Some days, I feel like I’m living in an experiment to see how much it takes for my sanity to crack. Living life as a stay at home mother is bilateral. On one hand, I know I am blessed to raise our two daughters without having to pay for daycare. Who am I to complain while I get to stay home and raise our babies as my husband works? On the other hand, I wonder if the emotional reward is worth being so isolated, devoid of much adult interaction. Who and what am I to my kiddos? Sometimes I feel like a maid, a lunch lady, a chauffeur, and the staunch opponent to my daughters’ frivolous wants and antics.
Some days, I don’t get to sit down until after my husband comes home, and we’ve put our girls to bed. I can remember one of my best friends from CT, a mother of 3 little boys, told me that her favorite time of day is sitting on the couch with her husband watching tv after their boys are in bed. I totally get that now. There are some days when I feel like I’m trying to mitigate two tornados, one in front of me, and one that undoes everything behind me. All I want is for one thing to remain as I left it. Mowing the lawn is therapeutic, since the lines in the grass can remain for at least a week. Sadly, now that the grass is dead, I don’t have that outlet anymore. Getting dressed in real clothes, like not yoga pants or a hoodie, and putting on blush is a win these days.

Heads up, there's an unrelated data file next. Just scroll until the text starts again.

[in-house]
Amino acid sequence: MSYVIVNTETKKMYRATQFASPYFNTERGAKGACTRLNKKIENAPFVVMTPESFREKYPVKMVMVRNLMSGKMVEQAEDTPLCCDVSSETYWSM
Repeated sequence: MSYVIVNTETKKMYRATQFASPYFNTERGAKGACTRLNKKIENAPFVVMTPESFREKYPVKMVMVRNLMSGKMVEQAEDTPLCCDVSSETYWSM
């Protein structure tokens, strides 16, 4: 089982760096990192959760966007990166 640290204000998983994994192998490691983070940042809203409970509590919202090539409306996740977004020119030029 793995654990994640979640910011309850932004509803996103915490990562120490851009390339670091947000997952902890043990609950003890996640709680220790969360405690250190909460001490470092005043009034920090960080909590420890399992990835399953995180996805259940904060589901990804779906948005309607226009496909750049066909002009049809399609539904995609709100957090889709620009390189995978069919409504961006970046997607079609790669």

My oldest girl, 3, has taken to calling me by my first name. She’s so observant, that she hears others call me Miccah and not Momma, and so she mimics. When she calls me by my first name, it makes me feel like she isn’t even my child, which makes my patience level with her plummet. On some particularly challenging days, I look at my tiresome 3 year old with no joy in my expression. I can feel the pull in the muscles of my cheeks to force a smile. I have gone to bed on some rare occasions, emotionally and physically exhausted, topped off with the emotional burden of realizing I didn’t give my girl a single hug all day. My 19-month-old is still mostly compliant and docile. Smiling at her and giving her snuggles is easy because she hasn’t yet challenged my authority. Am I already playing favorites?
Strangers who have older children that see me with my girls knowingly smile and tell me how I shouldn’t blink, because this age grows up so quickly. Am I terrible in being okay with that for the most part? I’m actually looking forward to having non-circular conversations with them, and not having to explain why they can’t lick the driveway or put play dough in their noses and not having to wipe their poopy bottoms. As I look back at pictures through the last year, I do see how much my girls have grown. How cute they are and how their eyes sparkle with joy and anticipation of their lives ahead of them. I hope and pray they won’t remember the days their mother was a grump, only how much fun it was growing up in this family. Most of all, I pray that they would be women of strength, of strong moral character, passionate about their purpose on earth and about the One who created them, be full of love, joy, and peace in their hearts and minds, and that they would always look for ways to show kindness to others.